It was at this juncture of indispensability at club side, Okwaraji’s heart became so sore and the only healing medicine was to play for the then Green Eagles. Though overlooked by national team selectors on several occasions, it did not kill his undying love to wear the green-and-white jersey of Nigeria.
At a point, Okwaraji had the chance to play for his country of birth, but his club would not hear of it. His club manager asked the then NFA to pay an estimated cost of $45,000 for their star player’s match bonus and an expected loss in the club’s gate taking for the period in which he would be on national duty.
Hearing about this agreement, this patriot Nigerian hit back at his club saying, “I signed to play football for you on certain conditions, but I don’t think it includes reselling my services to my country.
“You cannot stop me playing for Nigeria and let me tell you, I am going to represent my country in the World Cup in Italy whether you like it or not.”
Unlike some players, who today hold the nation to ransom on over bloated winning bonuses and flight ticket refunds, Okwaraji paid his way to play for Nigeria without asking for a dime, depicting the character of a great patriot.
He would come to camp uninvited and beg the coach to throw the jerseys on the floor for players to fight for. It was this move that heralded the era of throwing the camp open. Okwaraji indeed was never afraid to put his career on the line for his country and even put his life on the line too!
Late national team coach, Paul Hamilton once said, “Whether he was invited or not, he would travel down to battle for a place in the team, even when he won’t be paid a dime. He is definitely a man to be remembered for all he has done for Nigerian football. A foundation should be set in his honour to cater for the family he left behind.”
For the love of Nigeria, Samuel Sochukwuma Okwaraji died fast at the National Stadium, Lagos from a congestive heart failure and was aged 25.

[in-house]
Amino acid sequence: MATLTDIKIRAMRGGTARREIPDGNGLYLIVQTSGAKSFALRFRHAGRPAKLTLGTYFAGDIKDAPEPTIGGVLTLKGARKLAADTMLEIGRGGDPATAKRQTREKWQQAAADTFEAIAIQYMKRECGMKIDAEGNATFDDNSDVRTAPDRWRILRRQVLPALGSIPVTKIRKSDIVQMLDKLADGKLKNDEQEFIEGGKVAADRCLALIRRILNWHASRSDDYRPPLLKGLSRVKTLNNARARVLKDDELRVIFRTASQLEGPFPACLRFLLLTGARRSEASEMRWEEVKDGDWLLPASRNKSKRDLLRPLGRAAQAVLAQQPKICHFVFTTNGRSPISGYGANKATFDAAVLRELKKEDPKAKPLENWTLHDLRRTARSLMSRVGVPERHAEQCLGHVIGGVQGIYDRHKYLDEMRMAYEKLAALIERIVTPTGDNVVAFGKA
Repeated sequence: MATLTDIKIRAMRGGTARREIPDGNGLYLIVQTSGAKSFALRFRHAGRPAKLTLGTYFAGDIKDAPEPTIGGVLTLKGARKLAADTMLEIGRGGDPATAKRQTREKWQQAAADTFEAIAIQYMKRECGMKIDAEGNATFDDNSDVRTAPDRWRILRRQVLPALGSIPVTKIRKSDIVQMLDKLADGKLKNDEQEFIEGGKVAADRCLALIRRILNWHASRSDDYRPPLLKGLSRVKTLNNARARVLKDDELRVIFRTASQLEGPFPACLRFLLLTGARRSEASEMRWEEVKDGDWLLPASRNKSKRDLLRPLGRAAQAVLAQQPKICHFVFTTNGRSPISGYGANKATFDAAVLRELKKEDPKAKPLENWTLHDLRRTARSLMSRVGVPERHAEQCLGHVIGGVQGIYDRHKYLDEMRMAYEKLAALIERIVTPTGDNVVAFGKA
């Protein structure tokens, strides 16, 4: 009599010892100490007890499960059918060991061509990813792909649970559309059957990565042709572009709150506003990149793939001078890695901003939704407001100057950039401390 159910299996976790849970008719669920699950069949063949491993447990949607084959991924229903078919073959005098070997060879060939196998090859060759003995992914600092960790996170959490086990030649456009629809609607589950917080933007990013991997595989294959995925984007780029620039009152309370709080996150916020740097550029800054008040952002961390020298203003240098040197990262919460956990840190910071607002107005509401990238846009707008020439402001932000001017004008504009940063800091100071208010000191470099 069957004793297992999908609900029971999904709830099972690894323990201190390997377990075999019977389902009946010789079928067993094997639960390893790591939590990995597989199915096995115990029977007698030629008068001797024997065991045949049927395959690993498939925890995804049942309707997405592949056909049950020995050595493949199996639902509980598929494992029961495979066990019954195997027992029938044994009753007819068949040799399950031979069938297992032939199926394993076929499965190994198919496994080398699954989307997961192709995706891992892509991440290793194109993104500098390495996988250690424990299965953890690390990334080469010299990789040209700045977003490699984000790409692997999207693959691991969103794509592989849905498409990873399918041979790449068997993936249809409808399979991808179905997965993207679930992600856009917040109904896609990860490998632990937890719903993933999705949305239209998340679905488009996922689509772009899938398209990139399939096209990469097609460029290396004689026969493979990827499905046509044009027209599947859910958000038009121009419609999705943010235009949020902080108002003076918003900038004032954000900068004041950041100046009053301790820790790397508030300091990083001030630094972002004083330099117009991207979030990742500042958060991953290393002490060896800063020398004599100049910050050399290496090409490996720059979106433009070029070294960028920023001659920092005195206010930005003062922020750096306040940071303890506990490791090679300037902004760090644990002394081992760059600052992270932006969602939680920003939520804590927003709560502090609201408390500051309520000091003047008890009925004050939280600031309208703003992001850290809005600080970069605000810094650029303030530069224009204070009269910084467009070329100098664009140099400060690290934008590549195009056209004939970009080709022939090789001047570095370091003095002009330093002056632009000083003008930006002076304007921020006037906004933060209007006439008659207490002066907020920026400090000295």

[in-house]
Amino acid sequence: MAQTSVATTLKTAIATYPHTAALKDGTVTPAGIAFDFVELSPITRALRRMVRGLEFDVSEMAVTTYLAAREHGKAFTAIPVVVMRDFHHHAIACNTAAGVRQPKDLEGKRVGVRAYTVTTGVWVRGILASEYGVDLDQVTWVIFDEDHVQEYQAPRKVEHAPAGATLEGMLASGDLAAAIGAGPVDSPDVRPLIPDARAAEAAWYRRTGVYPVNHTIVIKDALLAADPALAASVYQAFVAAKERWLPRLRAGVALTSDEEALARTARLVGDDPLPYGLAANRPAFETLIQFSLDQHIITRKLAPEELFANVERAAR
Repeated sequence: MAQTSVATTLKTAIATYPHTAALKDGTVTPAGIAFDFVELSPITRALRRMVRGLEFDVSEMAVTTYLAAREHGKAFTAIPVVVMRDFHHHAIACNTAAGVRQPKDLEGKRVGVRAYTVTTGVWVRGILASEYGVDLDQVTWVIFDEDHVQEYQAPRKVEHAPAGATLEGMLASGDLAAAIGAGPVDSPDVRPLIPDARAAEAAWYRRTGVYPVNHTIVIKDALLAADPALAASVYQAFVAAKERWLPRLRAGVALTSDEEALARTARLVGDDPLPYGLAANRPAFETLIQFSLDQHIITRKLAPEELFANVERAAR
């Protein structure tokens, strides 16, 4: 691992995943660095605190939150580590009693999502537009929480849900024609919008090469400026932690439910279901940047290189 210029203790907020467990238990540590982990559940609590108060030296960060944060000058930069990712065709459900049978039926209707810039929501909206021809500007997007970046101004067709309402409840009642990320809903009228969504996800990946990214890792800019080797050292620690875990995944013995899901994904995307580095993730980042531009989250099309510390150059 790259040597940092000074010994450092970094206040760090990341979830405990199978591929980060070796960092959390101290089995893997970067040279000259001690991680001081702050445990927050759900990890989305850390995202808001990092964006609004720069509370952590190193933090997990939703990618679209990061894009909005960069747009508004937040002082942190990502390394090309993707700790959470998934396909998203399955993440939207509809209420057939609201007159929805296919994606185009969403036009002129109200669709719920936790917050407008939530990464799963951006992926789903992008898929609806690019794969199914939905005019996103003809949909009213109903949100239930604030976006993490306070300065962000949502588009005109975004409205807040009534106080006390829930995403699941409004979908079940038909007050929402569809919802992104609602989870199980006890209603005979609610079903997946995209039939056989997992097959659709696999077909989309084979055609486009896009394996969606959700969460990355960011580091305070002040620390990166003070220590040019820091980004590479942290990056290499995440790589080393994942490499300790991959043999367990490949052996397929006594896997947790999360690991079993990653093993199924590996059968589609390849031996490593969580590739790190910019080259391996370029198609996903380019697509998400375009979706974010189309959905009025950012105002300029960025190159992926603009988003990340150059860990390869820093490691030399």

Born in Umudioka, Orlu, Imo State, on May 19, 1964, his father, Mr. David Okwaraji, was a late duty officer at the erstwhile Nigeria Airways and late mother, Mrs. Janet Okwaraji, a retired headmistress.
Okwaraji was the fifth in the line of seven children, five of whom were boys and two were girls.
Former team mate, Etim ‘Maradona’ Esin, remembers the impact of his death on the national team’s hope of qualifying for its first World Cup. Esin recalled with a tinge of regret, “A very great footballer! He was the first player to wear a dreadlock in the national team, which was strange to Nigerian football at that time.
“His death cost us the Italia ’90 World Cup ticket because we were all scared to slump. I still recall that at the airport en route Cameroon, Peter Rufai, Richard Owubokiri and some players dropped out.”
Okwaraji’s love for Nigeria went beyond him on the pitch as he craved for a conducive environment whereby upcoming footballers could express themselves and be recognised. And against the old order of picking players based on sentiments, he wanted a vibrant, agile and a resourceful national team in place at all times.
After his painful exit from this planet 34 years ago, the questions begging for answers are: Has he been truly immortalised like late Chief M.K.O Abiola, considering his selfless service to the country and circumstances leading to his death?
Why is it a near impossible task for our football administrators to keep to their simple promise of resting his jersey number 6 and Federal Government immortalising Okwaraji properly by renaming the National Stadium, Lagos, after him as they did by renaming the Abuja National Stadium to M.K.O Abiola Stadium for the memory of the presumed winner of the June 12, 1993 presidential election?
It is the stand of the writer of this piece that the Federal Government should in conjunction with the Ministry of Youth and Sports Development rename the National Stadium, Lagos, after the late soccer icon for paying the supreme price in order for our country’s football to grow!
Again, the labour of Nigeria’s soccer hero, Okwaraji, must not be in vain or dumped in the historical dustbin of forgotten heroes. 34 years after, Okwaraji’s name lives and has continued to ring bell, even to the ears of generations yet unborn, for him to be immortalised. Adieu, Waski Pele, Adieu!